ERIC Number: ED249412
Record Type: RIE
Publication Date: 1984-May
Reference Count: 0
Effects on Learning of Relaxation Training with Mentally Retarded Adults.
Miranti, S. V.; Freedman, P. E.
Research has documented that individuals with mental retardation can learn and benefit from relaxation training. To investigate the effects of anxiety reduction through relaxation training on the performance of a complex learning task, 15 mentally retarded adult males were studied. Following performance on an anxiety measure, subjects were assigned to either the experimental, relaxation training (RT) group or the control, assertiveness training (AT) group. Experimental group subjects participated in progressive muscle relaxation exercises, while control subjects participated in an operant-based assertiveness training program. Following the training, subjects attempted to solve button maze tasks. Data were collected on self-reported and experimenter-rated anxiety. A posttest session, without intervention, was conducted after 1 week. An analysis of the results showed that on the posttest learning task, RT group performance was superior to AT group performance. Self-assessment and experimenter ratings of anxiety for both groups were initially equivalent but diverged quickly in subsequent sessions, with the RT group demonstrating less anxiety and better anxiety control than the AT group. These findings suggest that retarded individuals can learn muscle relaxation and can benefit from its results. (BL)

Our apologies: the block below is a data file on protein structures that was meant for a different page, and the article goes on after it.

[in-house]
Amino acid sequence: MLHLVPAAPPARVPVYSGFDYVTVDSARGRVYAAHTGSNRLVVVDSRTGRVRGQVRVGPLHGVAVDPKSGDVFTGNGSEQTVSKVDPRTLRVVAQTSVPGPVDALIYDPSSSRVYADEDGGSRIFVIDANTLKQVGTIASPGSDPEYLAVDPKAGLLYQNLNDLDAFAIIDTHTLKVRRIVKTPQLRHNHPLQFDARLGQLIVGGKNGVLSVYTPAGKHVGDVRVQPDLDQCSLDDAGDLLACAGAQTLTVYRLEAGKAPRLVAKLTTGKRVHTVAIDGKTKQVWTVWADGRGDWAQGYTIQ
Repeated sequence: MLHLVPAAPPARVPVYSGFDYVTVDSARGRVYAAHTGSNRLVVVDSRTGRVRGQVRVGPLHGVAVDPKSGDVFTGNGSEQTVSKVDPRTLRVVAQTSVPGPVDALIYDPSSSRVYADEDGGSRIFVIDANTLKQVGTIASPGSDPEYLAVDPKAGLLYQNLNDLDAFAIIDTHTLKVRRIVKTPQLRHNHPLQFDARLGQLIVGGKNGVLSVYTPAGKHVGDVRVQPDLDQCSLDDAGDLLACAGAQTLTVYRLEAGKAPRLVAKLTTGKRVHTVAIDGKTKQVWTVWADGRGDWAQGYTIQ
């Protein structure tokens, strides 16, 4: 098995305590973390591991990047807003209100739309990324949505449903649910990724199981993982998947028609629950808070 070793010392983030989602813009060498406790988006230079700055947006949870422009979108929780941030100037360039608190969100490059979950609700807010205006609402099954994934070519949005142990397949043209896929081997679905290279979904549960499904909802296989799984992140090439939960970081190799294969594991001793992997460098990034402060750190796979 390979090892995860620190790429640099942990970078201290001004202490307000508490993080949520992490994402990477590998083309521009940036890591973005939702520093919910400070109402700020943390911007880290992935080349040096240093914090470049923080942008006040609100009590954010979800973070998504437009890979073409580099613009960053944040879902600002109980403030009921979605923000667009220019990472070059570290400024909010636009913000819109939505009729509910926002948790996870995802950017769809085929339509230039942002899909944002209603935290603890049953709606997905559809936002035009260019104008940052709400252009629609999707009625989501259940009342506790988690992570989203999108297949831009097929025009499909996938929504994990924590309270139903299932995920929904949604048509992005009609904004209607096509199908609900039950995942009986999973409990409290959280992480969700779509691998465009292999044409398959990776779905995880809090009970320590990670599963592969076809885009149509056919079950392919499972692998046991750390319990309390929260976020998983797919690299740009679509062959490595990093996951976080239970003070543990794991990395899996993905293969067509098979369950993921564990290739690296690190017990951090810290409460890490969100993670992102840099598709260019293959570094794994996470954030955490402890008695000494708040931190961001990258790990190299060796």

Publication Type: Reports - Research; Speeches/Meeting Papers
Education Level: N/A
Authoring Institution: N/A
Note: Paper presented at the Annual Meeting of the Midwestern Psychological Association (56th, Chicago, IL, May 3-5, 1984).